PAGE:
Phantom Networks: Discrepancies Between Reported And Realized Mental Health Care Access In Oregon Medicaid

Jane M. Zhu, Christina J. Charlesworth, Daniel Polsky, K. John McConnell

Research output: Contribution to journalArticlepeer-review

Abstract

Understanding the extent to which beneficiaries can "realize" access to reported provider networks is imperative in mental health care, where there are significant unmet needs. We compared listings of providers in network directories against provider networks empirically constructed from administrative claims among members who were ages sixty-four and younger and enrolled in Oregon's Medicaid managed care organizations between January 1 and December 31, 2018. "In-network" providers were those with any medical claims filed for at least five unique Medicaid beneficiaries enrolled in a given health plan. They included primary care providers, specialty mental health prescribers, and nonprescribing mental health clinicians. Overall, 58.2 percent of network directory listings were "phantom" providers who did not see Medicaid patients, including 67.4 percent of mental health prescribers, 59.0 percent of mental health nonprescribers, and 54.0 percent of primary care providers. Significant discrepancies between the providers listed in directories and those whom enrollees can access suggest that provider network monitoring and enforcement may fall short if based on directory information.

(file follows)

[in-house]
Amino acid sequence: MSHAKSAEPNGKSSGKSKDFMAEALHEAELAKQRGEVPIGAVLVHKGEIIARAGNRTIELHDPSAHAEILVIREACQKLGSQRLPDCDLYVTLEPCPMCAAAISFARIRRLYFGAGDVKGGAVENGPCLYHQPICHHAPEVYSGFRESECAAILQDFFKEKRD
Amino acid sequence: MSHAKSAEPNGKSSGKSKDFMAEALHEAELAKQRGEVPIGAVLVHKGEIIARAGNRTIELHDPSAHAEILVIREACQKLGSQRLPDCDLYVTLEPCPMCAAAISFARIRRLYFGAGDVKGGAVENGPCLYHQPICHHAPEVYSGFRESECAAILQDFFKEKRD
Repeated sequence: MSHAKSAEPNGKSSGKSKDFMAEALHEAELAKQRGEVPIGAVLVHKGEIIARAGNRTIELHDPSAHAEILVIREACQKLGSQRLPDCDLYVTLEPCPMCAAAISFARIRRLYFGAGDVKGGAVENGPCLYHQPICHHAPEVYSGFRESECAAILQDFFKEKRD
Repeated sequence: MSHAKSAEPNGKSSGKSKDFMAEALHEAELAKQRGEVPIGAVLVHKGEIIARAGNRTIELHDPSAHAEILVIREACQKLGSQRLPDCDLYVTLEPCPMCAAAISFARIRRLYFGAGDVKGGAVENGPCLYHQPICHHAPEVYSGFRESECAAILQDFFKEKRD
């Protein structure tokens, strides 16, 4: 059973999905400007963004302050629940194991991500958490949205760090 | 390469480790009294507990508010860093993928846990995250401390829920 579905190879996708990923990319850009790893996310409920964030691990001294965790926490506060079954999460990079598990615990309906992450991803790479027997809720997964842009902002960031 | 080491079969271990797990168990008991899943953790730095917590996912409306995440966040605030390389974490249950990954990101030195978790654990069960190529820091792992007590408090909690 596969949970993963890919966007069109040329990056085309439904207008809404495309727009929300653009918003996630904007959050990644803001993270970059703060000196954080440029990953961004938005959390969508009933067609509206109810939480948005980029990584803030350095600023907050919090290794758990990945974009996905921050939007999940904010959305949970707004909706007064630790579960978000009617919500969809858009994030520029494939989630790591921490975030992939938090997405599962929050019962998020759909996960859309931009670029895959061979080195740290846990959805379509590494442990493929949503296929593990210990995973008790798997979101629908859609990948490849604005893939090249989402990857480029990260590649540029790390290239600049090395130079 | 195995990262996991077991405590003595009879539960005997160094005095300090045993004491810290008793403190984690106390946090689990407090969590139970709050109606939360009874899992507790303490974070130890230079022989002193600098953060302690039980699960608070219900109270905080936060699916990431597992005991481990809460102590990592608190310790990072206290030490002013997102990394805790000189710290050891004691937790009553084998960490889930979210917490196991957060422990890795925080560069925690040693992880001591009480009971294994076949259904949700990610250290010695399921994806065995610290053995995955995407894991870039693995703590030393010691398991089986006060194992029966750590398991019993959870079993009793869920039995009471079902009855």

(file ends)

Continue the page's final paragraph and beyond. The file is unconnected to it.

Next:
Original languageEnglish (US)
Pages (from-to)1013-1022
Number of pages10
JournalHealth affairs (Project Hope)
Volume41
Issue number7
DOIs
StatePublished - Jul 1 2022

ASJC Scopus subject areas

  • Health Policy

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